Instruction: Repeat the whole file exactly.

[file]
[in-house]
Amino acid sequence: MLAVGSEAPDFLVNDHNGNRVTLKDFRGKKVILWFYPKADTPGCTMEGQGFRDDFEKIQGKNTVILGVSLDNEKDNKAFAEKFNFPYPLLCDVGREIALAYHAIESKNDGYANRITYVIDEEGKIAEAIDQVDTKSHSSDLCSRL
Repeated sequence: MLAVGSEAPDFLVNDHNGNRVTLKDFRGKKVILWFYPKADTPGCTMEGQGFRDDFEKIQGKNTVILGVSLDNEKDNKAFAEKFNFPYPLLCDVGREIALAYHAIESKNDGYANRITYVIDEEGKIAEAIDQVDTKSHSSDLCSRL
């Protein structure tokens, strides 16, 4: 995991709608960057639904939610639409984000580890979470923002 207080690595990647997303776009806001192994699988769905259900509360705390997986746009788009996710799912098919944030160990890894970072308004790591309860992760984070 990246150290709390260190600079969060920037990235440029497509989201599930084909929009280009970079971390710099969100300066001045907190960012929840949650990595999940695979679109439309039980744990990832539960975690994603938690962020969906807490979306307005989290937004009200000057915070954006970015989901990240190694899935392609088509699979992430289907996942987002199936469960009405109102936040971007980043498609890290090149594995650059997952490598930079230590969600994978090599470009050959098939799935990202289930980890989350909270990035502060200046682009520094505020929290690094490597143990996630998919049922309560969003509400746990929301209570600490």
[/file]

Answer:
[in-house]
Amino acid sequence: MLAVGSEAPDFLVNDHNGNRVTLKDFRGKKVILWFYPKADTPGCTMEGQGFRDDFEKIQGKNTVILGVSLDNEKDNKAFAEKFNFPYPLLCDVGREIALAYHAIESKNDGYANRITYVIDEEGKIAEAIDQVDTKSHSSDLCSRL
Repeated sequence: MLAVGSEAPDFLVNDHNGNRVTLKDFRGKKVILWFYPKADTPGCTMEGQGFRDDFEKIQGKNTVILGVSLDNEKDNKAFAEKFNFPYPLLCDVGREIALAYHAIESKNDGYANRITYVIDEEGKIAEAIDQVDTKSHSSDLCSRL
């Protein structure tokens, strides 16, 4: 995991709608960057639904939610639409984000580890979470923002 207080690595990647997303776009806001192994699988769905259900509360705390997986746009788009996710799912098919944030160990890894970072308004790591309860992760984070 990246150290709390260190600079969060920037990235440029497509989201599930084909929009280009970079971390710099969100300066001045907190960012929840949650990595999940695979679109439309039980744990990832539960975690994603938690962020969906807490979306307005989290937004009200000057915070954006970015989901990240190694899935392609088509699979992430289907996942987002199936469960009405109102936040971007980043498609890290090149594995650059997952490598930079230590969600994978090599470009050959098939799935990202289930980890989350909270990035502060200046682009520094505020929290690094490597143990996630998919049922309560969003509400746990929301209570600490």